that of each, which he said of the whole, 3. But if the school of the world is capable “this also is vanity." What! Is it vain to of teaching us to renounce our fanciful projects possess great riches. Yes. “He that loveth of felicity, Solomon is the man in the world silver shall not be satisfied with silver; this is the most learned in this school, and the most also vanity.” What! Is it vain to become a able to give us intelligence. Accordingly, we celebrated author, a model of erudition. Yes,

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says he, of making many books "there is no pursued by inexorable creditors; having indeed end, and much study is a weariness of the flesh. just enough to keep himself alive to-day, but This also is vanity. Vanity of vanities, saith not knowing how he shall support life to-morthe preacher, all is vanity."

row, and bless God you are not in the condition 4. To reflections on the experience of Solo- of that man. mon add your own, and to this purpose recol Do you enjoy your health Health is a great lect the history of your life. Remember the good: relish the pleasure of being well. Obtime when sighing and wishing for the condi- serve the man lying on a sick bed, unable to tion in which Providence has since placed you, bear up a body loaded with infirmities, not able you considered it as the centre of felicity, and to move himself without excruciating sensaverily thought, could you obtain that state you tions of pain, crawling towards the grave by should wish for nothing more. You have ob- the horrible road of the gout or the stone. tained it. Do you think now as you did then? Nothing but a fund of stupidity or ingrati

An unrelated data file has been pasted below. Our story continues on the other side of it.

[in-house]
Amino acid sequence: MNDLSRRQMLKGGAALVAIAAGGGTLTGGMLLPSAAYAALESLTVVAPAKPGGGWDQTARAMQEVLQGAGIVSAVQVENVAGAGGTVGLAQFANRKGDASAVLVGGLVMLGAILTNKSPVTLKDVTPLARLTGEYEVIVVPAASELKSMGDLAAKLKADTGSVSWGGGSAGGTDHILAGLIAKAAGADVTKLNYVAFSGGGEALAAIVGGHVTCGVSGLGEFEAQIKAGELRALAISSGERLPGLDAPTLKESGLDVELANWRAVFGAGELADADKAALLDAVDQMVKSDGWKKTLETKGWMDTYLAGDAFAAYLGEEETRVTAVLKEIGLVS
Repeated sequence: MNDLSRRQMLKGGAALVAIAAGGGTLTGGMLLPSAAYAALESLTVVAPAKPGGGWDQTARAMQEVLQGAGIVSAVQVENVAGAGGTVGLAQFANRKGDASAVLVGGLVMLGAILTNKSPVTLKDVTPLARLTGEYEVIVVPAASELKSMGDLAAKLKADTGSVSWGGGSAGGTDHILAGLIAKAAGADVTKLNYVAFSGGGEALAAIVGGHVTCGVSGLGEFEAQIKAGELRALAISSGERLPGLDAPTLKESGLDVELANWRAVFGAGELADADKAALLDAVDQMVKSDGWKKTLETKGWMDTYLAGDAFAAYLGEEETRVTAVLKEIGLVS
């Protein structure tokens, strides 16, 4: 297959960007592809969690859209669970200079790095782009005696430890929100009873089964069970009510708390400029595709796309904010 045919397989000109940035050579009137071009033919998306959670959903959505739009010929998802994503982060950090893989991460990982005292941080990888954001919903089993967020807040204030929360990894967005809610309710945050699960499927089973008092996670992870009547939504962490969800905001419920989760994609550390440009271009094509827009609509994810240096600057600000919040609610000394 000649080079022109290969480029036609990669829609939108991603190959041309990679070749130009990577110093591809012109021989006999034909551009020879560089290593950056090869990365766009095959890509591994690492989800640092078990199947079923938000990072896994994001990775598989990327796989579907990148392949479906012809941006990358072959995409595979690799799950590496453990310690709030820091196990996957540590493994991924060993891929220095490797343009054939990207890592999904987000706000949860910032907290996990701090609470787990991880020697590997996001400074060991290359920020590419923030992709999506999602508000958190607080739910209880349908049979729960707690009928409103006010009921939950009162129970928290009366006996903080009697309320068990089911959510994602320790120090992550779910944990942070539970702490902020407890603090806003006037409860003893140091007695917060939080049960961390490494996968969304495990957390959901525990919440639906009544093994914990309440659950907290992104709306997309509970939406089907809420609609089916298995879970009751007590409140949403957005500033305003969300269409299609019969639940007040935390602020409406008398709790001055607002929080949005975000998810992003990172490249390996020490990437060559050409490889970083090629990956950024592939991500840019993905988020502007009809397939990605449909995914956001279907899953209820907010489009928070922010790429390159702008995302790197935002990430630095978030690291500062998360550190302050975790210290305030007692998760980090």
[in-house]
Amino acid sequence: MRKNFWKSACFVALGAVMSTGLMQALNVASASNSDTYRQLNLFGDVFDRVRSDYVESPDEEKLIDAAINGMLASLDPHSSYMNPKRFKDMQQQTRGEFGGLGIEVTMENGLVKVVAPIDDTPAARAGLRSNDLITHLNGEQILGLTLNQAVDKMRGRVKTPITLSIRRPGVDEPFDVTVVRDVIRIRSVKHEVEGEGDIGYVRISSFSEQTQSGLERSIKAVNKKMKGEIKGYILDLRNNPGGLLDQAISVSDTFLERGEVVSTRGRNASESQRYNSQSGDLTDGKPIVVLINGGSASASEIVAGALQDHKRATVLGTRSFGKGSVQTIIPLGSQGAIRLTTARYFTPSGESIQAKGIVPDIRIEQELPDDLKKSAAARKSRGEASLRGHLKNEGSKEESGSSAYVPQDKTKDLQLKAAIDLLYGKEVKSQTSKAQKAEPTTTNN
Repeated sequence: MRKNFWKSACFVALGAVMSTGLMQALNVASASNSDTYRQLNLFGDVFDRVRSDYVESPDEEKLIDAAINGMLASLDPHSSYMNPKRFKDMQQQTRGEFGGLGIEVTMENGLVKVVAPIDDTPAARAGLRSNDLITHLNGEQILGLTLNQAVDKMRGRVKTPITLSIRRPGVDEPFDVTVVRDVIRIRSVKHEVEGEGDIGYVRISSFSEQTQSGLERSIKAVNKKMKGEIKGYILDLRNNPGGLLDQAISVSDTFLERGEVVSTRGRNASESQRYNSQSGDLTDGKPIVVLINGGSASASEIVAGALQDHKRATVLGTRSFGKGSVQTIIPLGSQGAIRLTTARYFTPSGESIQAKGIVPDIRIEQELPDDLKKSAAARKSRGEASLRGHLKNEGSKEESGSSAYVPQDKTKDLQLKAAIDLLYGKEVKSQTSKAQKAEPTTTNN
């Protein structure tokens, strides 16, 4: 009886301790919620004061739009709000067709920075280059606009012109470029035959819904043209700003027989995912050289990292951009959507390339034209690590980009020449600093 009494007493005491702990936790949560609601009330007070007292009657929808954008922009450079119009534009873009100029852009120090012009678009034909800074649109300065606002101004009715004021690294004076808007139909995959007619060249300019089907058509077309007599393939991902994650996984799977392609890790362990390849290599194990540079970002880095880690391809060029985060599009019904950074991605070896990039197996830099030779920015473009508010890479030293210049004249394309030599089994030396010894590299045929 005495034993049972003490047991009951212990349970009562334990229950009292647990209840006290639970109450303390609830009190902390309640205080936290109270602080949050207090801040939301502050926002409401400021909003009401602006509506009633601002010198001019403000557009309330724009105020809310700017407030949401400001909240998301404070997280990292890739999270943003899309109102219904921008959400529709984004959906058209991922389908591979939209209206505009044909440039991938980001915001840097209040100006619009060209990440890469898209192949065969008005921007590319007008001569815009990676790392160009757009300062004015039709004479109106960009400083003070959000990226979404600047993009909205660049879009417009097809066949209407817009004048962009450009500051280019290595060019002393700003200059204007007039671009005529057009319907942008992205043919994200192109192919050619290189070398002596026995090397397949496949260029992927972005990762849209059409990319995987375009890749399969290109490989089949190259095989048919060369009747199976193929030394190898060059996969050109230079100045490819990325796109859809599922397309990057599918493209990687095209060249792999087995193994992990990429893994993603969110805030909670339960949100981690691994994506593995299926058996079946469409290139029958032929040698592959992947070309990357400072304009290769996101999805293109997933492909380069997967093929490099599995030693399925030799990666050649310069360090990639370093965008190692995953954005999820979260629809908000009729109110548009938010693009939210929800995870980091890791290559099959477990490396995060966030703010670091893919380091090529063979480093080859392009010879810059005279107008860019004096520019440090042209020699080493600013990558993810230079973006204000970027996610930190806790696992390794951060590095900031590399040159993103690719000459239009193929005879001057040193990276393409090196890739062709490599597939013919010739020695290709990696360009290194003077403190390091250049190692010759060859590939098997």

You, who formerly had hardly enough to tude can render us insensible to teinporal blesssubsist on, now possess enough for your subsis- ings, when it pleases God to bestow them on tence, and almost enough for your wishes, us. What! Did you, as soon as you opened have you less inclination now to augment your your eyes, see yourself crowned with a thousuperfluities than you had then to acquire a sand advantages; did God seem to take pleamaintenance